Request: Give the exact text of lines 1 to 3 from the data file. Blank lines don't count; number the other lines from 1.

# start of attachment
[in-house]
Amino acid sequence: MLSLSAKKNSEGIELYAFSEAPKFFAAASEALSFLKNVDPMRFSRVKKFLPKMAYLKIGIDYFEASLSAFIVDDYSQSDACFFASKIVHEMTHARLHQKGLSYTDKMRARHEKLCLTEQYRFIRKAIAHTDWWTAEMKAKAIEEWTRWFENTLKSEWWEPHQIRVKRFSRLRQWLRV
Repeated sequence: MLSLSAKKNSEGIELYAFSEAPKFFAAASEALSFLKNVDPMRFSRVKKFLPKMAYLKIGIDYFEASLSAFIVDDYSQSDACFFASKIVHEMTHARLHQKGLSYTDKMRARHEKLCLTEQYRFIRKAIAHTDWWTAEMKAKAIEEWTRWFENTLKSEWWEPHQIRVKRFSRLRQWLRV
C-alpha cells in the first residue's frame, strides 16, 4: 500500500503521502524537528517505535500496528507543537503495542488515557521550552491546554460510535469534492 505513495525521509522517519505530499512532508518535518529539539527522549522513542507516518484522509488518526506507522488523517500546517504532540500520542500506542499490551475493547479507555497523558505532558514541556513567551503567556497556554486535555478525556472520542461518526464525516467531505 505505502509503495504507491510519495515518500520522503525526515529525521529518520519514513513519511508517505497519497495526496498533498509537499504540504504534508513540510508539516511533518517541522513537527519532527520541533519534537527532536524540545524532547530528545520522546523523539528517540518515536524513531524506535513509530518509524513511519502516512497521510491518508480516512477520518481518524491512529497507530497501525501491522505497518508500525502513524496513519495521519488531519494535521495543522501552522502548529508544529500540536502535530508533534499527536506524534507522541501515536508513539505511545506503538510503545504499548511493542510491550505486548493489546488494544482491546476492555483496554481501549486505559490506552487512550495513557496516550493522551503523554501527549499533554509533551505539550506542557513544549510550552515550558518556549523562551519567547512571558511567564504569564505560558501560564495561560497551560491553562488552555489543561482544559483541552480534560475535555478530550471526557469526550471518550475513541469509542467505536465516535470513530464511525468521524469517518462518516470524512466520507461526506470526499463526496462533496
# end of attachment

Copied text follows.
[in-house]
Amino acid sequence: MLSLSAKKNSEGIELYAFSEAPKFFAAASEALSFLKNVDPMRFSRVKKFLPKMAYLKIGIDYFEASLSAFIVDDYSQSDACFFASKIVHEMTHARLHQKGLSYTDKMRARHEKLCLTEQYRFIRKAIAHTDWWTAEMKAKAIEEWTRWFENTLKSEWWEPHQIRVKRFSRLRQWLRV
Repeated sequence: MLSLSAKKNSEGIELYAFSEAPKFFAAASEALSFLKNVDPMRFSRVKKFLPKMAYLKIGIDYFEASLSAFIVDDYSQSDACFFASKIVHEMTHARLHQKGLSYTDKMRARHEKLCLTEQYRFIRKAIAHTDWWTAEMKAKAIEEWTRWFENTLKSEWWEPHQIRVKRFSRLRQWLRV